states like the Russian Republic, China, U. S. A., and Australia with millions
of square miles.
According to international law, all states are equal in status and right, no
matter how unequal they are in population and area. It is claimed that small
states are good for efficient administration and inculcating among the people
a sense of unity and love for the state.
However, the truth is that a small state is at a disadvantage in its relations
with larger ones. Small states are under the influence of one or the other
large and powerful state. It is said in favour of large states that they are
strong in defense and because of availability of resources they are
economically self-sufficient.
It may be pointed out that the power and security of a state are not
determined only by the size of its territory. Some other factors in this regard
are geographical location, resources and climate.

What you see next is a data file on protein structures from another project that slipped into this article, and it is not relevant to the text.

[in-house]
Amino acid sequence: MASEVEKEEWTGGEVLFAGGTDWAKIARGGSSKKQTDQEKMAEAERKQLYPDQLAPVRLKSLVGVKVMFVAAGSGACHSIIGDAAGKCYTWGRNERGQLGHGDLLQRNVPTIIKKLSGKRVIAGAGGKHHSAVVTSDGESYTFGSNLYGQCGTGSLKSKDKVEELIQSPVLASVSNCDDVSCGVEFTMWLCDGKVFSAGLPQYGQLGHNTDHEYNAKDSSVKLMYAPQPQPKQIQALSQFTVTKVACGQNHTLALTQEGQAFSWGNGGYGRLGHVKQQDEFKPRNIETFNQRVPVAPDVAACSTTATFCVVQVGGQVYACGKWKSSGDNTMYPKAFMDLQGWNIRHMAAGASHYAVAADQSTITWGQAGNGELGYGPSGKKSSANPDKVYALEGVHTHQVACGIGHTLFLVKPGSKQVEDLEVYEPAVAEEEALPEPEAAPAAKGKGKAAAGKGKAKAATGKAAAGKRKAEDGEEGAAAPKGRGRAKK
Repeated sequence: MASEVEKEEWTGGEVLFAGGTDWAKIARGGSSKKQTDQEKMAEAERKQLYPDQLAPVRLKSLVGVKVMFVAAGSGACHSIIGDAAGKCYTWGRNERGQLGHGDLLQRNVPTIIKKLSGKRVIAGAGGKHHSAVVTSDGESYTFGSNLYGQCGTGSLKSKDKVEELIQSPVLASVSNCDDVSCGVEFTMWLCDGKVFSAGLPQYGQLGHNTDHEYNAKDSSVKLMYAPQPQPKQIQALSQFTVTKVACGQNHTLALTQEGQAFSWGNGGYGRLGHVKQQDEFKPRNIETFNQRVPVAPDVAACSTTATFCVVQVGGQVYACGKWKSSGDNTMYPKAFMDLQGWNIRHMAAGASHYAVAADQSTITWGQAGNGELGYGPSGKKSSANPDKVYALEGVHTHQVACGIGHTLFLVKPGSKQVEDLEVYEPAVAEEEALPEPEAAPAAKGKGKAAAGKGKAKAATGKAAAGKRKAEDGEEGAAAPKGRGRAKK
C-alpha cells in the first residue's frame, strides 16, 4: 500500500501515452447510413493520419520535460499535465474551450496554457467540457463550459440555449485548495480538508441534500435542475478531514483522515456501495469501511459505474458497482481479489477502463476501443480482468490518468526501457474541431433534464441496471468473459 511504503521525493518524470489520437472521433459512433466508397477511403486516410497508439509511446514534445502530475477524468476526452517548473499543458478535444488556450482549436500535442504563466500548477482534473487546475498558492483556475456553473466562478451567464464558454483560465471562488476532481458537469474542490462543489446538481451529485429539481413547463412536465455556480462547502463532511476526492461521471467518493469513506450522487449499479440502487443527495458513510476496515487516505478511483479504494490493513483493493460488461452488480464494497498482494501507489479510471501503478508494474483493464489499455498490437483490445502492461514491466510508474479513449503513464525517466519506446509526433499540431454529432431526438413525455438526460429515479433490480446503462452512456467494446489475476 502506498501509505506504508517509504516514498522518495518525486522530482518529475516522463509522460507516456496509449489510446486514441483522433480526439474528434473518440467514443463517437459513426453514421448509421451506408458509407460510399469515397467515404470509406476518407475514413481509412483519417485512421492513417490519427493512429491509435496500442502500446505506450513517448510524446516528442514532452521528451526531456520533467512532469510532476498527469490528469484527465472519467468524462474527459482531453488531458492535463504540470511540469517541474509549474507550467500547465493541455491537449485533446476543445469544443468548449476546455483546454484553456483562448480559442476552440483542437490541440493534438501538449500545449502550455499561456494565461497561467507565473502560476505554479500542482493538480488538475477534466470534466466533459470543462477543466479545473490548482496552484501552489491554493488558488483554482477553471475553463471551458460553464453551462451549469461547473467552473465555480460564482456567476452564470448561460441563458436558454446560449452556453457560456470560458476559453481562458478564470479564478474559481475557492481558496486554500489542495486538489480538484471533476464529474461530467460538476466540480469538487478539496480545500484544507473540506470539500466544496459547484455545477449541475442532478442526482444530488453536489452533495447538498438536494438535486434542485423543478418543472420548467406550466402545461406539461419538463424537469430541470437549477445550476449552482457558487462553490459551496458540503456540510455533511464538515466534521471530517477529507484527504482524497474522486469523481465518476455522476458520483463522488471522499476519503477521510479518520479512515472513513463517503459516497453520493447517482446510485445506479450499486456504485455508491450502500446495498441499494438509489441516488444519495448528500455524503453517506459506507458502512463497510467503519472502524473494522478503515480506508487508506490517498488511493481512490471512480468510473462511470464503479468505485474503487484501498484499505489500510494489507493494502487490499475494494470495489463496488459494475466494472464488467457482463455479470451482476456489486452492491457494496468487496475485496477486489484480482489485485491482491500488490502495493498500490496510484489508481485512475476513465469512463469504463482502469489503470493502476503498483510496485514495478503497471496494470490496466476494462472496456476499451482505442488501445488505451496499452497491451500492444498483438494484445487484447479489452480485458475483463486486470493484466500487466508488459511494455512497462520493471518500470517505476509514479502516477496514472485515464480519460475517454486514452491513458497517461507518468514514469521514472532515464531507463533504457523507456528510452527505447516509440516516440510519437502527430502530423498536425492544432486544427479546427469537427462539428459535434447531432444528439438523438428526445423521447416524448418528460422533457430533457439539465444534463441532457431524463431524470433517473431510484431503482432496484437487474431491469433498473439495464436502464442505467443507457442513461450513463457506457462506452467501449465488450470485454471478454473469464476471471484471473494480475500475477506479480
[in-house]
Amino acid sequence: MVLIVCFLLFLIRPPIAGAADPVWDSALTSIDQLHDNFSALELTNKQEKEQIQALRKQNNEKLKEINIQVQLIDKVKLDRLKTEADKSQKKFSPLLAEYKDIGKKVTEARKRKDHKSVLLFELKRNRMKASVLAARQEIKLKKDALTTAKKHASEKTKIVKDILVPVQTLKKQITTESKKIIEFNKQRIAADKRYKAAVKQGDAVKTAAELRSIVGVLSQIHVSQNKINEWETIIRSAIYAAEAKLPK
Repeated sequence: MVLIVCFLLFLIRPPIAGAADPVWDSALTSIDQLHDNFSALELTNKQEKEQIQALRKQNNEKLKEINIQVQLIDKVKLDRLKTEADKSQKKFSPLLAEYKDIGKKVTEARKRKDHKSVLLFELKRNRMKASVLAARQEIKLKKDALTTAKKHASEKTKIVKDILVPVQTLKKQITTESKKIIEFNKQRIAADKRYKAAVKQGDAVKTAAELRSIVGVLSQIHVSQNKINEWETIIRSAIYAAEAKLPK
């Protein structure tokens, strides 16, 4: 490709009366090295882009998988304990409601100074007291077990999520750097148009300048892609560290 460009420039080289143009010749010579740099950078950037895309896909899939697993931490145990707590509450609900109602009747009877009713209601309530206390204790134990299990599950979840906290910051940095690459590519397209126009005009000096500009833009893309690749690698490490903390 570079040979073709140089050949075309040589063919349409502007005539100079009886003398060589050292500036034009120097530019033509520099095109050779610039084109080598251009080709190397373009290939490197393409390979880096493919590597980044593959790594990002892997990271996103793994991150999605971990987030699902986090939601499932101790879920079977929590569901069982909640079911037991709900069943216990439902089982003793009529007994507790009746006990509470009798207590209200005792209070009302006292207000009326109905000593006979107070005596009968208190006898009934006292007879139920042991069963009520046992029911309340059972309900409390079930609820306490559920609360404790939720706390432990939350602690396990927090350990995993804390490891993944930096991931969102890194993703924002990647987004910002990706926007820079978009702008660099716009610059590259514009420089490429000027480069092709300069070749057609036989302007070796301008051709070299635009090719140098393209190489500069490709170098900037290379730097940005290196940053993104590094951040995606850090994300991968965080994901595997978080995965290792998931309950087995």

3. Government:
A people occupying a definite territory cannot form a state unless they are
politically organized i.e., unless they possess a government. Government is

the political organization of the state. It is the concrete and visible

instrument of state power.
According to Garner, government is the agency through which "common
policies are determined and by which common affairs are regulated." The
state wills and acts through the government. Government must be effective;
it must possess the capacity to maintain order and enforce obedience.
Without a government there would be lawlessness and anarchy and
ultimately the state would be dissolved.
Government consists of three organs, namely, legislature, executive and
judiciary. The legislature makes laws; the executive enforces laws while the
judiciary adjudicates cases or disputes.
There are different kinds of government in different states such as monarchy,
democracy and dictatorship. Most of developed states are democracies.
Many developing countries including India have democratic governments.
Whatever may be the form of government, one thing is clear - there can be no
state without government.

4. Sovereignty:
By far the most important characteristic of the state is its sovereignty. It is